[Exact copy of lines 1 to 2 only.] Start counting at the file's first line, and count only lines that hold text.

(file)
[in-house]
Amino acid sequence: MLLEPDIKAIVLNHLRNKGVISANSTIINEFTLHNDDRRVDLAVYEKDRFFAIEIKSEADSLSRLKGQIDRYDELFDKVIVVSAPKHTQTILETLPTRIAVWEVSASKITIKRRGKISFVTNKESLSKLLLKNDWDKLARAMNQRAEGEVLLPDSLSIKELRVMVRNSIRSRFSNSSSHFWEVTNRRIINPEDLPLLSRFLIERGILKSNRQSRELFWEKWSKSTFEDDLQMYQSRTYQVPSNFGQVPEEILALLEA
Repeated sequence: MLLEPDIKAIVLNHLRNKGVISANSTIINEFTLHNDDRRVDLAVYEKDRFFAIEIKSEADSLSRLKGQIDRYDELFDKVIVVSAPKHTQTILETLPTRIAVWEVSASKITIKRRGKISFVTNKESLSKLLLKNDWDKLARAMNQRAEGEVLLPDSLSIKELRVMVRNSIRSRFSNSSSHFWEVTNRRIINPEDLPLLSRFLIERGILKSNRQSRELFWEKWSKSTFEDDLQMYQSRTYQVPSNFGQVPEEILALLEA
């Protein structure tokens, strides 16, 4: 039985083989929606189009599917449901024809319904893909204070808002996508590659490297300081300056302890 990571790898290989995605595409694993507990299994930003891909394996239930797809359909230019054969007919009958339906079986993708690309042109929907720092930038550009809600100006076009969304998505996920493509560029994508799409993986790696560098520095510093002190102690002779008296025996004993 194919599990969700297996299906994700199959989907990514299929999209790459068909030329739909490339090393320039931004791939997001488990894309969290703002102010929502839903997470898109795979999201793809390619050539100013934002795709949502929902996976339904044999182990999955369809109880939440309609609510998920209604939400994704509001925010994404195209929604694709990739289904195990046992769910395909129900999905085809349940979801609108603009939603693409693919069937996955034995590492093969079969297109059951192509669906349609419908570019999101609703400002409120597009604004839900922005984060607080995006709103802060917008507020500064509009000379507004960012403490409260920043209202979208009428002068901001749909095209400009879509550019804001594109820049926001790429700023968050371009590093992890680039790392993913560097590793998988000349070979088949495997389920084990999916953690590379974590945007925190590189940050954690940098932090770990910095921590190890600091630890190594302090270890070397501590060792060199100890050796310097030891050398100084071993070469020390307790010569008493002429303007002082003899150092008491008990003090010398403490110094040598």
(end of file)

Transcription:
[in-house]
Amino acid sequence: MLLEPDIKAIVLNHLRNKGVISANSTIINEFTLHNDDRRVDLAVYEKDRFFAIEIKSEADSLSRLKGQIDRYDELFDKVIVVSAPKHTQTILETLPTRIAVWEVSASKITIKRRGKISFVTNKESLSKLLLKNDWDKLARAMNQRAEGEVLLPDSLSIKELRVMVRNSIRSRFSNSSSHFWEVTNRRIINPEDLPLLSRFLIERGILKSNRQSRELFWEKWSKSTFEDDLQMYQSRTYQVPSNFGQVPEEILALLEA